Lobbying on the Integrated Reporting Framework: An Analysis of Comment Letters to the 2011 Discussion Paper of the IIRC
Accounting, Auditing & Accountability Journal, Vol. 28 Iss: 3, pp.365 - 402
Posted: 19 Mar 2015
Date Written: March 10, 2015
Purpose: The purpose of this paper is to examine formal participation in the early phase of the International Integrated Reporting Council’s (IIRC’s) standard-setting. The objective of the paper is to shed light on the characteristics of lobbying parties and the determinants of their lobbying behavior toward the IIRC. Additionally, the most important points of contestation regarding the IIRC’s initial proposal for integrated reporting are identified and discussed.
Design/methodology/approach: The authors analyze comment letters issued toward the IIRC’s 2011 discussion paper on the basis of a content analysis. The analysis is guided mainly by Sutton’s (1984) rational-choice model of lobbying and by findings from extant financial accounting lobbying research. The analysis of the data is both quantitative and qualitative.
Findings: The paper improves the understanding of the political nature of standard-setting in the context of integrated reporting. Among other things, the authors find that comment letters toward the IIRC’s discussion paper are mainly written by large multinational firms (as opposed to small- and medium-sized ones) and by preparers (as opposed to users). The authors also observe active lobbying by sustainability service firms and professional bodies which tend to take a critical position vis-à-vis the discussion paper’s emphasis on investor needs and shareholder value creation. Moreover, the qualitative analysis reveals that respondents voice different concerns regarding, for instance, the scope of audience of integrated reporting, issues of materiality and the relationship between integrated reporting and other existing reporting frameworks.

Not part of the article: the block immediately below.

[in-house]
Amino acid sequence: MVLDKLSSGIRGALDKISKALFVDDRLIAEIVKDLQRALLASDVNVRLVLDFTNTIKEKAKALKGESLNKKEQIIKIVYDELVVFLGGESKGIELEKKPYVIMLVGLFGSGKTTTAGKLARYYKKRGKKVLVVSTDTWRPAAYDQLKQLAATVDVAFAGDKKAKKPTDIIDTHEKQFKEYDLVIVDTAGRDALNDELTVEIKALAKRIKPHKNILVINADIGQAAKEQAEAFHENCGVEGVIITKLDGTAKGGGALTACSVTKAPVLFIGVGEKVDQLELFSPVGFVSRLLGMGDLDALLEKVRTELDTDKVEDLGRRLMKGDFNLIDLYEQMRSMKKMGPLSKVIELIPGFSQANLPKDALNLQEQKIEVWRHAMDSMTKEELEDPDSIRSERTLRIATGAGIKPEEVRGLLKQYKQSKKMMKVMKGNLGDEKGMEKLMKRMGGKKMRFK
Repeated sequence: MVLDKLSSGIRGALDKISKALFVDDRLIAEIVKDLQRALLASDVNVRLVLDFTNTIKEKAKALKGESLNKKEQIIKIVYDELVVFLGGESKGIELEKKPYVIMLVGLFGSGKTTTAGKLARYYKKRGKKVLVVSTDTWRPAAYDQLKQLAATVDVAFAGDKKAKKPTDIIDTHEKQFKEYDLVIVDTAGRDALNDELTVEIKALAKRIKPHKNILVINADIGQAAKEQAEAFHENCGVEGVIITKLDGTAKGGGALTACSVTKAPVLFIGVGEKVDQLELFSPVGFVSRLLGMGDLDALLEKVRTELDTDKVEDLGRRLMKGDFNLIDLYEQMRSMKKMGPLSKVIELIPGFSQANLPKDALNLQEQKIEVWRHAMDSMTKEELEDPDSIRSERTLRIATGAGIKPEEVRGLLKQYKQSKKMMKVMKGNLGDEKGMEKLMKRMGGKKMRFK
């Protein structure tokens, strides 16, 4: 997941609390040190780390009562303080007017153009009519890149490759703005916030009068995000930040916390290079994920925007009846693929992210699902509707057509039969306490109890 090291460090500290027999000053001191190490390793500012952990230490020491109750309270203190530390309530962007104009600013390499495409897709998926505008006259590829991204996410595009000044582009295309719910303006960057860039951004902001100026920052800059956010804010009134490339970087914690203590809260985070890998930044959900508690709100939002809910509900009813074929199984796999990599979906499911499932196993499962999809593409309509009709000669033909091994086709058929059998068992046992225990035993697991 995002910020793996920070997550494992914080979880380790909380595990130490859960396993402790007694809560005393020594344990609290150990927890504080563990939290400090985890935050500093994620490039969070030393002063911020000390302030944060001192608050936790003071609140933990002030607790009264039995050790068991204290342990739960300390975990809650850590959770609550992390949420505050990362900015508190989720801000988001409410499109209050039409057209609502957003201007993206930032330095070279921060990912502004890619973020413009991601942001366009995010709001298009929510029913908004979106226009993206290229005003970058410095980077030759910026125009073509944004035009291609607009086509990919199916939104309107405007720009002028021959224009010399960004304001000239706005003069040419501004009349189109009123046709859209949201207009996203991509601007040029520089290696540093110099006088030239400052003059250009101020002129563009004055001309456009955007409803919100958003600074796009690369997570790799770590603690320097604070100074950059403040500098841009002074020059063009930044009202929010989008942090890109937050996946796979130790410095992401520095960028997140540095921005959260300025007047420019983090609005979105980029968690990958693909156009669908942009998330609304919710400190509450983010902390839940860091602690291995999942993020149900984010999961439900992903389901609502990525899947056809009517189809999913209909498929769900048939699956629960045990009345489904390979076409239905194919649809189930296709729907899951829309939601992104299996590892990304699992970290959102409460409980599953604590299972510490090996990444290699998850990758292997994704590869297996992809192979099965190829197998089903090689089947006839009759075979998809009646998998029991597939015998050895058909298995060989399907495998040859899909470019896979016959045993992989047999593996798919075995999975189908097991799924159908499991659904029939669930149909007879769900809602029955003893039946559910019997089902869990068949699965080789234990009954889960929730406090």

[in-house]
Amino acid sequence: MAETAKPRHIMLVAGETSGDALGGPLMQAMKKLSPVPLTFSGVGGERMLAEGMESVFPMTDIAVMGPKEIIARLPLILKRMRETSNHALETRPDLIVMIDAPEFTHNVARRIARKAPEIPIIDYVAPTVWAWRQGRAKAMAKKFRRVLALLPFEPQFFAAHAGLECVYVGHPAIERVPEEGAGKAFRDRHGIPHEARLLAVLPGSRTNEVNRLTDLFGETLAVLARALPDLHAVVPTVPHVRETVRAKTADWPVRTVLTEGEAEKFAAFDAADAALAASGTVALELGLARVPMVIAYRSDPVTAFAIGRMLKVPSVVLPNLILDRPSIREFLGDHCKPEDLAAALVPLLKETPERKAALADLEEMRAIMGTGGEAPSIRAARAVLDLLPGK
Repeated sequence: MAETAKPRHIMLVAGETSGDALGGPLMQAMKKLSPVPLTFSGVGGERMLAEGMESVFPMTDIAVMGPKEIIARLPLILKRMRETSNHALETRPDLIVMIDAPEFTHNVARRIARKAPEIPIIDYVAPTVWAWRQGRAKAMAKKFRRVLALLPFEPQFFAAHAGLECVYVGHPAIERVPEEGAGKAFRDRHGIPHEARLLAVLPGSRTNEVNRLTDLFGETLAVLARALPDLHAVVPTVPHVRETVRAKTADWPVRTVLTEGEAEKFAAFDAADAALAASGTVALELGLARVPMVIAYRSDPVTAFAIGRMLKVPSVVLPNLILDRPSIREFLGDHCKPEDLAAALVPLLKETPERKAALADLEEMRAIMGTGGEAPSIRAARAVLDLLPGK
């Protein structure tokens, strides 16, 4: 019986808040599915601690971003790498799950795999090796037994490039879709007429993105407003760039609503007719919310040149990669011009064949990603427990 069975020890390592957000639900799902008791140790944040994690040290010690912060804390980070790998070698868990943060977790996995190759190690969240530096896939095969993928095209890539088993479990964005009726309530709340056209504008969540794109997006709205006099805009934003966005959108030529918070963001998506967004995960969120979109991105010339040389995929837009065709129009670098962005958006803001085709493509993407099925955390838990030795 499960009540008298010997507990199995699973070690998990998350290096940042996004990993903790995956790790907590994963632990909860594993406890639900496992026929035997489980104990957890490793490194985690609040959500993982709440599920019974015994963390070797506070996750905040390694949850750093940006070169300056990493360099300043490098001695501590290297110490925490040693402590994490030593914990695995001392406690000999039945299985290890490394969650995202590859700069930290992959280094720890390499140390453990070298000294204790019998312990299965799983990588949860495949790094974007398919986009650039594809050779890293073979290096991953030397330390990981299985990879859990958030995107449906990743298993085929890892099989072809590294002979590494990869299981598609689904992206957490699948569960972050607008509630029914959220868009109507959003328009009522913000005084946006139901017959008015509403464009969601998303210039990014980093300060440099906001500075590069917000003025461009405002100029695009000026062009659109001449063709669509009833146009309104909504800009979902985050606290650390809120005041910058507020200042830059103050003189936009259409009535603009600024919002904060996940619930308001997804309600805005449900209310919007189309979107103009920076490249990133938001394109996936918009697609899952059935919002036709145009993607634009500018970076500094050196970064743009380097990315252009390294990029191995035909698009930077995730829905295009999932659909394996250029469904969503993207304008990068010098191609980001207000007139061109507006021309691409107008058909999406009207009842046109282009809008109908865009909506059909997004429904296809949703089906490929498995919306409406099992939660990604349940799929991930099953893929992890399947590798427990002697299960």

Research limitations/implications: The analysis is limited to a consideration of the 2011 discussion paper of the IIRC. The IIRC’s more recent and forthcoming proposals will likely provide a basis to extend the paper’s findings and allow investigation of the role of lobbying for the further development of the framework.
Originality/value: The paper is, to the best of the knowledge, the first one to explore lobbying behavior by means of comment letters in the context of integrated reporting.
Keywords: Lobbying, Integrated reporting, IIRC, Comment letters
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